Blogs

Derek Bishop

Director

Balancing employees

Date added: 17th Jun 2013
Category: Employee Engagement

A computer geek, a design guru and a customer service manager walk into a bar….

No sorry, we haven’t thought of the punch line yet either but the first reaction is to wonder what such a differing trio may have in common.  And the truth is that many such friendships do take place outside work where mutual interests unite people under a common banner.

But what happens when we expect the same trio to unite within the workplace, how do we create the conditions in which everyone works together in a harmonious whole?  Whilst a mutual interest in sport may unite people from differing backgrounds, how do we engage people whose skills and personalities are very different to come together for the sake of the business?

The trouble is that when people do have such differing talents and personalities it can be very easy for fragmentation to take place within the business.  The IT specialist is concerned with systems and processes and lives on a wholly different level from someone whose talent lies in creativity and design flair or in the ease with which they can relate to customers.  And in today’s workplace where 16 year olds may rub shoulders with 76 year olds, the challenge to manage across both age groups and personality types will stretch the ablest of leaders.

The answer is to develop a strong company culture in which individual talent is nurtured with the interests of the business in mind.  Just as differing personalities can unite under a common interest, within work the same can happen if the common interest is that of the business.  Developing the culture and engaging employees so that they embrace the business vision can result in differing peoples and departments working together for mutual benefit.

And let’s get one thing clear.  Employee engagement isn’t a nice to have add on and it isn’t a fluffy business speak fad.  Survey after survey reveals that engaged employees are good for the business.  When people embrace the vision they are more proactive, they focus their work towards the desirable business outcome and, more importantly, they work together.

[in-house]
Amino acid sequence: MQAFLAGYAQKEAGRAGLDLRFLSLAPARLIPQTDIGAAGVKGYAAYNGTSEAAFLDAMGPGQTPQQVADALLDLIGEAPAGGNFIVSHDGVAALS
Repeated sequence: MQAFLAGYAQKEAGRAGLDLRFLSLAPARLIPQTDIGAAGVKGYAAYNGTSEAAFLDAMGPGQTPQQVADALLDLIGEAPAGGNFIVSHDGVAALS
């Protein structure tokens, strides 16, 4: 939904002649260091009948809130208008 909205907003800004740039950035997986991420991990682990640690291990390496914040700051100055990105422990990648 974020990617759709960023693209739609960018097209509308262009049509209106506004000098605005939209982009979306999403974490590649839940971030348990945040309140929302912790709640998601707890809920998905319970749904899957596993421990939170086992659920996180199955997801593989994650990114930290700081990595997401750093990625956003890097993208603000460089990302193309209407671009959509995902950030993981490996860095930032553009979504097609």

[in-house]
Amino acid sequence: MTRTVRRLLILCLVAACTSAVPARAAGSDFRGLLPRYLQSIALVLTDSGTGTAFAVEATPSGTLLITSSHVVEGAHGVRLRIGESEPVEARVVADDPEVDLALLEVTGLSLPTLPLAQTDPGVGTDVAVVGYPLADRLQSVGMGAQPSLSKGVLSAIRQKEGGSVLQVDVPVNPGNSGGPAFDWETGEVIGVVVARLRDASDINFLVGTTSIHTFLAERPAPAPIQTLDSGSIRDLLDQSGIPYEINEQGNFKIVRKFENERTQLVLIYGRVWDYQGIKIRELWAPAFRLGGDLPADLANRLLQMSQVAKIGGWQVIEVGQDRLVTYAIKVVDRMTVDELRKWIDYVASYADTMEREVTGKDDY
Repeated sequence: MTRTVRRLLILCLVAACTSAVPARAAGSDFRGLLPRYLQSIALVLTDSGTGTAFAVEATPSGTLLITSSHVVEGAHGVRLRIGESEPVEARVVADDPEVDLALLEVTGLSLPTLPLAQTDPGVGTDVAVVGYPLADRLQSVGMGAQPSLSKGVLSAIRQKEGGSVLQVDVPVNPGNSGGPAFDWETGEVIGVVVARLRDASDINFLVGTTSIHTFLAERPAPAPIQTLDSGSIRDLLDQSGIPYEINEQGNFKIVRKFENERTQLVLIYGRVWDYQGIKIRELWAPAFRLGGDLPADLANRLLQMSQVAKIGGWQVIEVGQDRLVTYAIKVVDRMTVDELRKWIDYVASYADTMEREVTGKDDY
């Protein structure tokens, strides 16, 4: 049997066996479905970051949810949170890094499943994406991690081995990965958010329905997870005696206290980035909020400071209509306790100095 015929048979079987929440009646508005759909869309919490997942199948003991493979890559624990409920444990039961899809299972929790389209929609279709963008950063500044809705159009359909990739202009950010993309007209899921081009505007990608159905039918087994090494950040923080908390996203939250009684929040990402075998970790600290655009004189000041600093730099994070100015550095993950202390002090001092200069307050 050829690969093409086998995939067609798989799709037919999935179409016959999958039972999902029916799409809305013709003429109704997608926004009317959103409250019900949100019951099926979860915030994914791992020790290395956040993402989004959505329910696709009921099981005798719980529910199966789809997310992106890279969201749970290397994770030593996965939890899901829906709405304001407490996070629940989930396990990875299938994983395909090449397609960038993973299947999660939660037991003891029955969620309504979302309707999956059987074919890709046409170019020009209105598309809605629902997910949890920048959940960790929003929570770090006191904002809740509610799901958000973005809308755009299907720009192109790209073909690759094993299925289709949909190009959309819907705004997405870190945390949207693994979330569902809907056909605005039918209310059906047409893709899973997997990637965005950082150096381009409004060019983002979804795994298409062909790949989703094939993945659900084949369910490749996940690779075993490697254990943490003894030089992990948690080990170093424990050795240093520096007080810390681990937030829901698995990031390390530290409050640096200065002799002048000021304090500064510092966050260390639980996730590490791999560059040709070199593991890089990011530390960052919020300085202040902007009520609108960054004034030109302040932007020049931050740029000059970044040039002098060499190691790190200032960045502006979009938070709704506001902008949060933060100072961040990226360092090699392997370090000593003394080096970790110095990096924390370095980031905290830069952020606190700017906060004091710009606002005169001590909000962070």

This means that silos don’t develop, there is no in-fighting and departments co-operate with each other.  The result is that wastage reduces, projects are more likely to be completed on time and people actively try to step out of their comfort zone to understand and help others.    Put simply, employee engagement cuts costs and boosts profits.

But engagement is not just about nurturing a culture and taking steps to engage current employees within the vision.  More and more organisations are realising the importance of hiring for cultural fit.  Whilst a certificate may be a nice piece of paper, it doesn’t necessarily mean that the holder is able to work with others in the company.  When a personality clash can ruin an entire department, the ability to do the job almost comes second to the ability to meld with the team.

Employees too are recognising that company culture and engagement should come high up on their job-seeking agenda.  Work is no longer the consuming dictator to which you give your all without seeking anything other than a salary in return.  Employees are increasingly looking on their relationship with the business as more of a partnership in which a good work/life balance, recognition and job satisfaction rank highly on their “wanted” list.

Businesses which involve staff in the decision making process, which take steps to empower and reward employees will gain a reputation for engagement.  Sometimes just a simple thank-you may be enough but whatever it takes, the results mean that engaged businesses are more likely to attract a better level of candidate. And with the better candidate comes further rewards.   Just look at those organisations which have gained the accolade of “best company to work for” to see how engagement can make a difference not only to reputation but also to profitability.

Taking steps to improve engagement quite simply makes a difference for the company, for the employees and for the customers.  So when a computer geek, a design guru and a customer service manager walk into a bar perhaps they will have something in common after all; when they are all engaged in the smooth running and profitability of your organisation.

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